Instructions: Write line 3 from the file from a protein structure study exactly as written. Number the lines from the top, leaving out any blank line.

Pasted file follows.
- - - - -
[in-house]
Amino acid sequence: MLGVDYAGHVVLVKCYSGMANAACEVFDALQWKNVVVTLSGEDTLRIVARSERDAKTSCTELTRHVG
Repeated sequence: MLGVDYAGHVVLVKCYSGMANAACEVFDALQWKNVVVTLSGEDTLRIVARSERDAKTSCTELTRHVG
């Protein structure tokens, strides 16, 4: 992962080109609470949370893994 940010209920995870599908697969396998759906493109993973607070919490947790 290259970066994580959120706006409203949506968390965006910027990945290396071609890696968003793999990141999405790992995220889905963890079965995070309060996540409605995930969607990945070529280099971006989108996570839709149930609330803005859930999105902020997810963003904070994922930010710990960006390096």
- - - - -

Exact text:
Repeated sequence: MLGVDYAGHVVLVKCYSGMANAACEVFDALQWKNVVVTLSGEDTLRIVARSERDAKTSCTELTRHVG